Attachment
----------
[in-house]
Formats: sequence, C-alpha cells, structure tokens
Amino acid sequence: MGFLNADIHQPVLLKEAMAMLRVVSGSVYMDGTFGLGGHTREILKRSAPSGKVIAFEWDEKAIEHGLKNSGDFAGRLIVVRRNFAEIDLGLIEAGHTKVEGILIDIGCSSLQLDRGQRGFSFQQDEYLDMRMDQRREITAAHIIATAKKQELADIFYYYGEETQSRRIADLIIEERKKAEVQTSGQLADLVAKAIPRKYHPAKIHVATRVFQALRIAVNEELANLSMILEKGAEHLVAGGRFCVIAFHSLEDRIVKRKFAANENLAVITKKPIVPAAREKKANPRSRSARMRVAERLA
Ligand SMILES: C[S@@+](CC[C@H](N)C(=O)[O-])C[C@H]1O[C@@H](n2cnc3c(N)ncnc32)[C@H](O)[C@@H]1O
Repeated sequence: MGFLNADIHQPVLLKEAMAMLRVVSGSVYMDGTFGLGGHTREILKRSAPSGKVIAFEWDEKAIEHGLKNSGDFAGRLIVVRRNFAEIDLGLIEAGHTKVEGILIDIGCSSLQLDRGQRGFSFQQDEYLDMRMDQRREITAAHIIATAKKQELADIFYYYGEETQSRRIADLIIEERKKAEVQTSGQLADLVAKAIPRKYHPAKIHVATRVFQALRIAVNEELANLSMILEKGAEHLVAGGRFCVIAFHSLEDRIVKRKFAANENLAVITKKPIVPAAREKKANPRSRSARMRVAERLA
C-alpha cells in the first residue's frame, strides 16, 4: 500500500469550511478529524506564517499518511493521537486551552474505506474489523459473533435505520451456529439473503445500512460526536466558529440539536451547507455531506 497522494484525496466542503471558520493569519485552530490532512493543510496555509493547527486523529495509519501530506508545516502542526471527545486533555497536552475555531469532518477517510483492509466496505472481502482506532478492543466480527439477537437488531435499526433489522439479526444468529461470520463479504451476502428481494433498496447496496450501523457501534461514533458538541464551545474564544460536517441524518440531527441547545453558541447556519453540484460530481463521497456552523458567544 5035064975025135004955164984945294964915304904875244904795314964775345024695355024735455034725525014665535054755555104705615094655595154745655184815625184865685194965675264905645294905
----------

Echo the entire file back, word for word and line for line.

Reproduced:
[in-house]
Formats: sequence, C-alpha cells, structure tokens
Amino acid sequence: MGFLNADIHQPVLLKEAMAMLRVVSGSVYMDGTFGLGGHTREILKRSAPSGKVIAFEWDEKAIEHGLKNSGDFAGRLIVVRRNFAEIDLGLIEAGHTKVEGILIDIGCSSLQLDRGQRGFSFQQDEYLDMRMDQRREITAAHIIATAKKQELADIFYYYGEETQSRRIADLIIEERKKAEVQTSGQLADLVAKAIPRKYHPAKIHVATRVFQALRIAVNEELANLSMILEKGAEHLVAGGRFCVIAFHSLEDRIVKRKFAANENLAVITKKPIVPAAREKKANPRSRSARMRVAERLA
Ligand SMILES: C[S@@+](CC[C@H](N)C(=O)[O-])C[C@H]1O[C@@H](n2cnc3c(N)ncnc32)[C@H](O)[C@@H]1O
Repeated sequence: MGFLNADIHQPVLLKEAMAMLRVVSGSVYMDGTFGLGGHTREILKRSAPSGKVIAFEWDEKAIEHGLKNSGDFAGRLIVVRRNFAEIDLGLIEAGHTKVEGILIDIGCSSLQLDRGQRGFSFQQDEYLDMRMDQRREITAAHIIATAKKQELADIFYYYGEETQSRRIADLIIEERKKAEVQTSGQLADLVAKAIPRKYHPAKIHVATRVFQALRIAVNEELANLSMILEKGAEHLVAGGRFCVIAFHSLEDRIVKRKFAANENLAVITKKPIVPAAREKKANPRSRSARMRVAERLA
C-alpha cells in the first residue's frame, strides 16, 4: 500500500469550511478529524506564517499518511493521537486551552474505506474489523459473533435505520451456529439473503445500512460526536466558529440539536451547507455531506 497522494484525496466542503471558520493569519485552530490532512493543510496555509493547527486523529495509519501530506508545516502542526471527545486533555497536552475555531469532518477517510483492509466496505472481502482506532478492543466480527439477537437488531435499526433489522439479526444468529461470520463479504451476502428481494433498496447496496450501523457501534461514533458538541464551545474564544460536517441524518440531527441547545453558541447556519453540484460530481463521497456552523458567544 5035064975025135004955164984945294964915304904875244904795314964775345024695355024735455034725525014665535054755555104705615094655595154745655184815625184865685194965675264905645294905